Halfin’ It

Ten things you need to know about the next biggest 13.1 miles of your life

‘Tis the season for spandex, electrolytes, and petroleum jelly: while this sounds like a fun Saturday night to some, the combination of those three items gives me a small panic attack because it all adds up to one intimidating event: RACE DAY. The Capital City Half Marathon is just around the corner, down the block 8 miles, and around another 5.1-mile corner. To push you through your final stretch of intense and organized training (or to get you started on your training, you silly loaf!), here are some tips from a seasoned half marathon veteran.

Take care of yourself. There are a million blogs/training schedules that you can obsess over when training. Find what works for you, and don’t forget to take care of your muscles. A basic strength training program or a yoga class can really prep your body for a long haul like 13.1. Make sure you supplement your long runs with plenty of stretching, or you will be cruising for a mid-training injury that may prevent you from running on race day.

Get a comfortable outfit that can last 13.1. As you get into your long runs in training, you will be amazed at what starts to chafe at 8 miles that didn’t at 5.

Get that playlist PREPPED! My name is Brooke Cartus, and I had an iPod die during the 2012 Columbus Half. It was an actual nightmare. Make sure you have your tech prepped- whether that’s a fancy watch that tells you your heart rate and mother’s maiden name every mile, or your exceptional playlist. It’s amazing what that can do for your peace of mind when prepping. If you are looking for a hot tip in a finish line song, I always listen (no matter what time of year) to Mariah Carey’s All I Want for Christmas is You. It always leads to a victorious finish, and I highly recommend it.

Put that phone on airplane mode. If possible, leave your phone at home, or have a friend hold onto it at the finish line for you.The first time I put my phone on airplane mode during a race, it was glorious. My music was all downloaded, and I could run without technological interruption. Totally zen: just me, thousands of participants and spectators, and a show tunes playlist. Glorious. Race day is for you: all the good luck texts and “how many miles you have left?” texts (which I have actually received) can wait. Enjoy the run- you’ve earned it.

Go where everyone knows your name… on your race bib. The first half marathon I ran in Columbus, I was so honored! So many spectators knew my name. Men, women, and children were shouting, “You go, Brooke!” or “Brooke, you’re almost there!” Wow. It feels amazing to be so famous. Then I looked down at my race bib…. And there it was, in giant letters: BROOKE. Put a name on your bib and wear it in the front so that spectators can personally encourage you, and you can also feel like a celebrity. No autographs, please: I may throw up from exhaustion if I stop moving.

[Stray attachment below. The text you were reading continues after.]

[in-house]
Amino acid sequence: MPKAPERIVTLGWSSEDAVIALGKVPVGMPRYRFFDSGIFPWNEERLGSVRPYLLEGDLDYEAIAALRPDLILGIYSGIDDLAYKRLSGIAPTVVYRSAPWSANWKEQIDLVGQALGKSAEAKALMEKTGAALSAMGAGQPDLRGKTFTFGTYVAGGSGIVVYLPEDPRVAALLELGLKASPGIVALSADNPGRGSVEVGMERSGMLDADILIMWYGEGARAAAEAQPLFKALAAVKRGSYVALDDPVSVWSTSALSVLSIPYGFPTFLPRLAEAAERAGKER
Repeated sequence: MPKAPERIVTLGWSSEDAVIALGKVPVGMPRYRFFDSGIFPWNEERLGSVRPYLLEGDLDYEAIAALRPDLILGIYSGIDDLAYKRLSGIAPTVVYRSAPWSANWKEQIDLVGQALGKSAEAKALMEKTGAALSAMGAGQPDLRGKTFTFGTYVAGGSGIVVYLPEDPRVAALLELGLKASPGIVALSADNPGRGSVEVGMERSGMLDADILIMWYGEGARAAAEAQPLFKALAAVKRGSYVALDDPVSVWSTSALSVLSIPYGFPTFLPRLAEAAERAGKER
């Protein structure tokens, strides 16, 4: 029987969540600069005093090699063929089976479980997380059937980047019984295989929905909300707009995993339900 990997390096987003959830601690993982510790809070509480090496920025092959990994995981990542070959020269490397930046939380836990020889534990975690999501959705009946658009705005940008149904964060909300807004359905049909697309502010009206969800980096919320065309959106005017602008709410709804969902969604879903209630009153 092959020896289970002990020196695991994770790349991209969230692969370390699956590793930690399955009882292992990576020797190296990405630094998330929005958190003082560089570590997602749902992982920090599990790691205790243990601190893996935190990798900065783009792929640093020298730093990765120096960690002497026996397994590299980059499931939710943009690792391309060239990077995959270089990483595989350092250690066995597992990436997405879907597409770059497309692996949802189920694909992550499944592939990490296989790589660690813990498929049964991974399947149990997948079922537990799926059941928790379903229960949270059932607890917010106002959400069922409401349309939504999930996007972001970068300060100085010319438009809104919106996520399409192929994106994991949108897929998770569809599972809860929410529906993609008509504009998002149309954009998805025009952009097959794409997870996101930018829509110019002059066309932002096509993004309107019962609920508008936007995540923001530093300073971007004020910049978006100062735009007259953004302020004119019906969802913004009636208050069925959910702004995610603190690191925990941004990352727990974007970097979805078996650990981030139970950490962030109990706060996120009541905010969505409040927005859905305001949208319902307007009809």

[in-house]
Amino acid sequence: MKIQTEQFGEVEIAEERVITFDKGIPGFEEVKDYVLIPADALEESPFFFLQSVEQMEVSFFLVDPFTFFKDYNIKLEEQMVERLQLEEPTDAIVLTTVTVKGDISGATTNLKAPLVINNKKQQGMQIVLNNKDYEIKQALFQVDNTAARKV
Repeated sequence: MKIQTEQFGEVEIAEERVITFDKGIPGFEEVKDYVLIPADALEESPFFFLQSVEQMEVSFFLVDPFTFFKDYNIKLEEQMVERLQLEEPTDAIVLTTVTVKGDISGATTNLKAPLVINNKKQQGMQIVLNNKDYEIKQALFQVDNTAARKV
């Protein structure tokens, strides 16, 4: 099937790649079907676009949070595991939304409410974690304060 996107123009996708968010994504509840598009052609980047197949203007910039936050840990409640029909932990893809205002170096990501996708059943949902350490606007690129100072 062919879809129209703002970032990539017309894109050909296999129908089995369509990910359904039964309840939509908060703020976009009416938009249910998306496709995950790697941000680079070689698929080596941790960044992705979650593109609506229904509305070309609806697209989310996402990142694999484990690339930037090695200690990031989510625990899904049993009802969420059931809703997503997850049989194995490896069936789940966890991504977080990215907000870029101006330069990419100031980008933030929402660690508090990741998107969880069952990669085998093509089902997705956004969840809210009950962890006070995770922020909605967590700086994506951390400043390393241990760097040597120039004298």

STOP AT EVERY SNACK. I judge a race purely by the caliber of its roadside snacks, and the Capital City Half never disappoints. Orange slices and Gatorade abound! And you need the electrolytes. With rare exception, none of us are pushing our bodies to these limits on a standard weekend. Take advantage of every water and snack break. If nothing else, you can thank the volunteers for their time and dole out a couple of high-fives. And who doesn’t love that?

Tell your friends. Your social circle likely already knows about your training—you have probably bailed on a few brunches and game nights to squeeze in your runs and even more likely, naps. Race day is always more fun with friends and family waiting for you at the finish, ready to carry you to your favorite lunch spot. Give them a range of when you will likely cross the finish based on your training time, and have them meet you with spiked coffee in hand.

You do you, boo. My first Cap City Half, I paced myself about 50 feet behind a woman at Mile Nine. We finished close together, and as we stuffed bananas in our mouths, I noticed something when I finally saw her from the front: she was very pregnant, with a t-shirt that said, “Baby’s first half.” So, if you want to be technical about it, a fetus beat my time. And I celebrated that. We are all at different fitness levels and we all have different goals. Don’t worry about who is passing you! It’s all about finishing and getting that sweet participant medal that will gather dust next to your cigar box in your home office. Find what makes you want to keep running, and focus on that. Personally, I run for bagels. Find your bagel.

Don’t put a 13.1 sticker on your car. We get it, you’re super fit. Just leave it on the fridge as a reminder for when you go for ice cream next time that you ran a half marathon, and you DESERVE ice cream, dammit. Treat yourself.

Plan a post-run treat. Sure, you don’t need extra motivation. You already crushed this race! But planning something nice for yourself afterward can really motivate you to push that little bit more: pre-schedule a massage the following week, or take a half day from work if you can. It doesn’t have to be expensive—maybe it’s just a croissant and coffee from your favorite local bakery. (If you follow my writing, you know my passion for almond croissants. So you know what my treat is.) The bottom line is, you accomplished something great. You really are amazing. Also… are you going to finish that croissant?

Brooke Cartus is a comedian, attorney, ordained minster, and sometimes (614) contributor. She runs a little bit more than she writes, but you can hear more of her thoughts at brookecartus.com.